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ASCM Insights

Tracking Sanctions on Russia and their Impact on Supply Chains

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One of the key principles of responsible procurement is to create positive change through your purchasing decisions. In effect: Let your money do the talking. Now, we’re witnessing this principle being applied to international affairs, as both nations and private companies show support for Ukraine with their dollars. While meritorious, the sanctions against Russia are also causing problematic ripple effects.

The most noticeable force here in the United States stems from the ban on Russian oil, liquefied natural gas and coal. “We will not be part of subsidizing Putin’s war,” U.S. President Joe Biden said when announcing the sanction. The Associated Press points out that oil exports have historically been a steady stream of cash flow for Russia.

Similarly, the United Kingdom will phase out Russian oil and oil products by the end of the year. The European Union — which relies on Russia for 40% of its gas and one-quarter of its oil — plans to follow suit when it can, as doing so without significantly damaging its economies will be tricky. The Washington Post reports that U.S. officials are considering expanding production of energy-efficient heat pumps and sending them to Europe to help reduce the region’s dependence on Russia’s natural gas.

Since the invasion started, oil and gas prices around the world have spiked to record highs, and there doesn’t seem to be much relief in sight. People are feeling cost of living increases at the pump and on their natural gas bills. Likewise, the higher price of fuel is raising transportation costs for materials, goods and services — which will, of course, also trickle down to consumers’ wallets. 

In addition, the automotive industry will be affected by sanctions on Russian nickel, a key material for stainless steel and electric vehicle batteries, and palladium, which is used in the production of catalytic converters.

To further strain Russia, the three largest shipping lines are suspending deliveries, with the exception of essential food, medical supplies and humanitarian items. These moves not only serve to cut off Moscow from a large chunk of the world’s shipping capacity, but are also essential to protect supply chain workers. Some people on crews in the Black Sea and Sea of Azov have already been injured or killed, and thousands are stuck on ships amid closures. In fact, The Wall Street Journal says more ships are currently stranded around the globe than at any other point since World War II.

In the skies, Canadian, EU and U.S. airspaces are closed to aircraft owned, registered or controlled by Russia. And Russia has answered with its own airspace controls on the restricting countries. For safety, commercial airlines are avoiding the skies above Ukraine, Moldova and Belarus, leading to longer flight routes and higher fuel costs.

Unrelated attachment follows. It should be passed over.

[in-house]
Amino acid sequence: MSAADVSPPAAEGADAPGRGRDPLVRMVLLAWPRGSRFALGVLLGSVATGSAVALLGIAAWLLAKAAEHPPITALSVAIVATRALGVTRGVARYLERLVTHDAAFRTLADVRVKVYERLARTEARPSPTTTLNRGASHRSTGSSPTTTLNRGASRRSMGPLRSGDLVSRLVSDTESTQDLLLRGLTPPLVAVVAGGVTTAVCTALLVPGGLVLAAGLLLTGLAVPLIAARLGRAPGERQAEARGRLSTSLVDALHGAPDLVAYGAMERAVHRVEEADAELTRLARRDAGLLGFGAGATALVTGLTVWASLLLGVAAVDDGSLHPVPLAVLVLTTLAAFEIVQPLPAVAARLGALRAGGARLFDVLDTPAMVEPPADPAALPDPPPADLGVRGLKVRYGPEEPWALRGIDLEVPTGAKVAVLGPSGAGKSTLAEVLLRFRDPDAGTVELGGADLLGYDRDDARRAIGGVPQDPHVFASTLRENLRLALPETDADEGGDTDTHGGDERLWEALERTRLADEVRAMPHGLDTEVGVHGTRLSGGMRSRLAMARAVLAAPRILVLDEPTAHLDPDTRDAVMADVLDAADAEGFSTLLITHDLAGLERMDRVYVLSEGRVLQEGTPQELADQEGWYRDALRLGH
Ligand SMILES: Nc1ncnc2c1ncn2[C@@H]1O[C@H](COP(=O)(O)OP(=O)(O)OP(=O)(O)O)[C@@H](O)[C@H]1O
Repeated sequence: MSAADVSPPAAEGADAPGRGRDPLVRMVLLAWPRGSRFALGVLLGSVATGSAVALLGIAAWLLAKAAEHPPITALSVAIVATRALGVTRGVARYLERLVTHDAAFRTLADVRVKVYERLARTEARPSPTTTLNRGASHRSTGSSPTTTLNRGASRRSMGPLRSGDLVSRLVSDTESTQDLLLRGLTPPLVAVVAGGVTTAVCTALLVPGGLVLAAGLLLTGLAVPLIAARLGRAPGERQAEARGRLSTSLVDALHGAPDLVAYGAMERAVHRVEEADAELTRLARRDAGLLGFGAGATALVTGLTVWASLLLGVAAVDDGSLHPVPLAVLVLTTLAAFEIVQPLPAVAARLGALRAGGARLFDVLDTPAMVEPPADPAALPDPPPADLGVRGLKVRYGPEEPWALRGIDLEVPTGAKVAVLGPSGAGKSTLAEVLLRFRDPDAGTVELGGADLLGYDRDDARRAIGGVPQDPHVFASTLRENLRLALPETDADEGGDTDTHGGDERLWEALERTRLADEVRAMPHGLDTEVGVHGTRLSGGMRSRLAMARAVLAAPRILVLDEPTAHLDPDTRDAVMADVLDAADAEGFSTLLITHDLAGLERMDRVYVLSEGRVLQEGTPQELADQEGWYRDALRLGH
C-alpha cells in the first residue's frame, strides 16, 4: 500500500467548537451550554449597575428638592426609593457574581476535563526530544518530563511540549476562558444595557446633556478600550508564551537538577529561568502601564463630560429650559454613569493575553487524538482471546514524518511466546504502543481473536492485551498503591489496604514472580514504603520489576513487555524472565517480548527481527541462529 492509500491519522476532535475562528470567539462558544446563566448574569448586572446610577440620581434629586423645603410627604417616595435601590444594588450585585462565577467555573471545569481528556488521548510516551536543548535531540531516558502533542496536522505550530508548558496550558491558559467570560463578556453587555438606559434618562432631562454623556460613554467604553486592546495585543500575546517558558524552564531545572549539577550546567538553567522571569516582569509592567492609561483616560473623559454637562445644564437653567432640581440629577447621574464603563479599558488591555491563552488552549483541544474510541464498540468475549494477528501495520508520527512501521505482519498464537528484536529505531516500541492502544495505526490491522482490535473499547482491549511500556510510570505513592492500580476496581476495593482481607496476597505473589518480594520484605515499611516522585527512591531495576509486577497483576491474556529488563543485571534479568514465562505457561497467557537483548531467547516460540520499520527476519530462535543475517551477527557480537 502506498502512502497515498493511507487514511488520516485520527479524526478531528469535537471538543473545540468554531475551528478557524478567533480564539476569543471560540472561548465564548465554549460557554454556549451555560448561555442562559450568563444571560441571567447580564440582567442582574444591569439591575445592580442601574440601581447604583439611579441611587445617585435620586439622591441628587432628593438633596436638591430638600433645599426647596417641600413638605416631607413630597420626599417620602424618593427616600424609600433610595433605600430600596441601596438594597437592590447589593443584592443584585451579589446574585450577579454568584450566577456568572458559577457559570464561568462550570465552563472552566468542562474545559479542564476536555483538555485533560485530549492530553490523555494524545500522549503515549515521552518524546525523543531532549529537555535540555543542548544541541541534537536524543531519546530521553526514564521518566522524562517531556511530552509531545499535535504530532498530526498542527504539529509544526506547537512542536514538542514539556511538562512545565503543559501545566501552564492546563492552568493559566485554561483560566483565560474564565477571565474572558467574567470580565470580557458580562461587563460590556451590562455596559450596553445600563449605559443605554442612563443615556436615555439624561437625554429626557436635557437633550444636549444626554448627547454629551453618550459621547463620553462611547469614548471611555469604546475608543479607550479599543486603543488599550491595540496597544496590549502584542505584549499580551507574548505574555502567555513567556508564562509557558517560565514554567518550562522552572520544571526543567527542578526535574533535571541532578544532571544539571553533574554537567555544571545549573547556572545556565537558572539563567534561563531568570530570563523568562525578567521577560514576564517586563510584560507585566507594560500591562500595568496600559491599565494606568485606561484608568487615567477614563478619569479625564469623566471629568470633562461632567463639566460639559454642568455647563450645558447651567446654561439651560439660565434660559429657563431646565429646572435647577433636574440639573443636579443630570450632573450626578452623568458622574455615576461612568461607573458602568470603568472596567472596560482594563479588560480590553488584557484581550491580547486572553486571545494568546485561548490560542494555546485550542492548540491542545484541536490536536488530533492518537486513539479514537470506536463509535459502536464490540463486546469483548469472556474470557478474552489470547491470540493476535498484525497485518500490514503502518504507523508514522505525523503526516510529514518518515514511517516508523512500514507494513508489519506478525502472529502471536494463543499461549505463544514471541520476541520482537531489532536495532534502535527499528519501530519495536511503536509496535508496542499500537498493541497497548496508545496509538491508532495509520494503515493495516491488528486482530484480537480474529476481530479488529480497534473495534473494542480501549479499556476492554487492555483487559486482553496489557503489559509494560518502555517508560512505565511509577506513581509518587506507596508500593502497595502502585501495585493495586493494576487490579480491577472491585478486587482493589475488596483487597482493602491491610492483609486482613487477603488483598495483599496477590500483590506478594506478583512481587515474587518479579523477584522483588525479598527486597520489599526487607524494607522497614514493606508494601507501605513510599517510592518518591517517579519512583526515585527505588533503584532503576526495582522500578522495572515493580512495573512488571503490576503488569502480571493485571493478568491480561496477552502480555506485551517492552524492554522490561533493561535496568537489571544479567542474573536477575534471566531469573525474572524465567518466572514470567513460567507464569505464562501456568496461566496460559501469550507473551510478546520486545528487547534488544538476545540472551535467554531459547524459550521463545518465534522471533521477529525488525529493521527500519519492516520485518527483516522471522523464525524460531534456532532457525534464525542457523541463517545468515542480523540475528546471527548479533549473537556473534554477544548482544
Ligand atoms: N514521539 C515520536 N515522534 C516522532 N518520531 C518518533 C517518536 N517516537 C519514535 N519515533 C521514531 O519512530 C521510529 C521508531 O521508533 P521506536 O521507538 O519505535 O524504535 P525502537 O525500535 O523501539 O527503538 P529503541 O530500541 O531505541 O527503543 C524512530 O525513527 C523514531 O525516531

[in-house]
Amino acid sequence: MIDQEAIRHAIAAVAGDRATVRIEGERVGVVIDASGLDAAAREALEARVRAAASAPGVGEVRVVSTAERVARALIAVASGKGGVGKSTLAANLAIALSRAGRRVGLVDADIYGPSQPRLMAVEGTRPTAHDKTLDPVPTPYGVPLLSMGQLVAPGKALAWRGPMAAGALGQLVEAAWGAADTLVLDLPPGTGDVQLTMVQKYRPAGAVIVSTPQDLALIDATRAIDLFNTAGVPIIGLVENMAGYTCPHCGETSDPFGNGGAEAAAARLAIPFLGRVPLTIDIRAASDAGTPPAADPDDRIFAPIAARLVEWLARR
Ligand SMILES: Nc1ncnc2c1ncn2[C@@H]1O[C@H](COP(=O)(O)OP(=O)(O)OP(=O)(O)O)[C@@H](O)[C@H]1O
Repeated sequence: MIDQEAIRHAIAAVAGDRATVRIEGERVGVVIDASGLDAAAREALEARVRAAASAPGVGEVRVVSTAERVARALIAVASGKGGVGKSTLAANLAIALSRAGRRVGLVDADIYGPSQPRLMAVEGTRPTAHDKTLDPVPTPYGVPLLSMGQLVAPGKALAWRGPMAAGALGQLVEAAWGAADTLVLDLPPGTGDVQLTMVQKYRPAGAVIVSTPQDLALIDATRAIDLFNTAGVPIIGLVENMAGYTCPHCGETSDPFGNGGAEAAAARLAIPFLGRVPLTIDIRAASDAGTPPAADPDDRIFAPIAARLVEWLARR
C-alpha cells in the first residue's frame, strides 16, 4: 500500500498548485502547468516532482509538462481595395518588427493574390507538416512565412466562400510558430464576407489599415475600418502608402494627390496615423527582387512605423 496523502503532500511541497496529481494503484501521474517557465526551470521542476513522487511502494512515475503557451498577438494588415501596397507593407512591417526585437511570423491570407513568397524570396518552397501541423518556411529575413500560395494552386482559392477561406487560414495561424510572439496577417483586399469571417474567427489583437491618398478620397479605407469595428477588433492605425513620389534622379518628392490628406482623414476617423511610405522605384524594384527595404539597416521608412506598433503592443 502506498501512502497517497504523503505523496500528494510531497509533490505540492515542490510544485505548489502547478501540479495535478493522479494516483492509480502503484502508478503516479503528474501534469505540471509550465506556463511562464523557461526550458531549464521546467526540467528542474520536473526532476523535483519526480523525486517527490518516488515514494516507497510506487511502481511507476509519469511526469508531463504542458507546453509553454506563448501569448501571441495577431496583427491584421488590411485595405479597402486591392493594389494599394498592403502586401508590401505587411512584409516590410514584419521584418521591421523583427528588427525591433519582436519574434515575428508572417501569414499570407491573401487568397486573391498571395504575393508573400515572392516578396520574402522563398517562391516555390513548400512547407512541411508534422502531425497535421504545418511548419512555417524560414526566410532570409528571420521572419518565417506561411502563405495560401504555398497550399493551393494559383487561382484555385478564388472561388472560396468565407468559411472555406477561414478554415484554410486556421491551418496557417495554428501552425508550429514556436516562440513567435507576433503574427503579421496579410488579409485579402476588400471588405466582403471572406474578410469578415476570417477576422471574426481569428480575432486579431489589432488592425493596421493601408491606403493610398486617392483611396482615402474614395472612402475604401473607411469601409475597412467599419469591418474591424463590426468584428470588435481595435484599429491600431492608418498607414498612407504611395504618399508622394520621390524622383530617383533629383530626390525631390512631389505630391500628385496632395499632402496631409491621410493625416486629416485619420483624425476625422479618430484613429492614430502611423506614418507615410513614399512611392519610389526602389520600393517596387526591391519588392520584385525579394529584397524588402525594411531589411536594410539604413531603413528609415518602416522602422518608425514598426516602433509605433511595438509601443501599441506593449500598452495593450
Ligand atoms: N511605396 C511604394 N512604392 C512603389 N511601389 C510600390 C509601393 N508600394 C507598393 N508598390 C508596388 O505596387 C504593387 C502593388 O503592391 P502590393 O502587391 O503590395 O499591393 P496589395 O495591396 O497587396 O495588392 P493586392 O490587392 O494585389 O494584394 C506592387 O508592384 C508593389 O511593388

More than 120 consumer goods companies have announced full or partial sanctions of their own. McDonald’s is temporarily closing restaurants in Russia but will continue paying its 62,000 employees there. Coca-Cola suspended operations, and PepsiCo will halt sales of its major soda brands, but still sell milk, cheese, baby formula and other daily essentials. Unilever is adopting a similar approach.

Perseverance amid turmoil

According to Forbes, more than 600,000 businesses rely on Russian or Ukrainian suppliers. Indeed, the global business impacts of the invasion of Ukraine and the act of economically isolating Russia both come at a cost. Nevertheless, Russia’s actions are indefensible and must be condemned.

There are horrors being inflicted upon the Ukrainian people, but if they can find a way to keep going, so must supply chains. Together, our global community must hold to the immeasurable value of human life as we do our part to create a better world through supply chain.

About the Author

Abe Eshkenazi, CSCP, CPA, CAE CEO, ASCM

Abe Eshkenazi is chief executive officer of the Association for Supply Chain Management (ASCM), the largest organization for supply chain and the global pacesetter of organizational transformation, talent development and supply chain innovation. During his tenure, ASCM has significantly expanded its services to corporations, individuals and communities. Its revenue has more than doubled, and the association successfully completed three mergers in response to both heightened industry awareness and the vast and ongoing global impact driven by supply chains. Previously, Eshkenazi was the managing director of the Operations Consulting Group of American Express Tax and Business Services. He may be contacted at abe@ascm.org.

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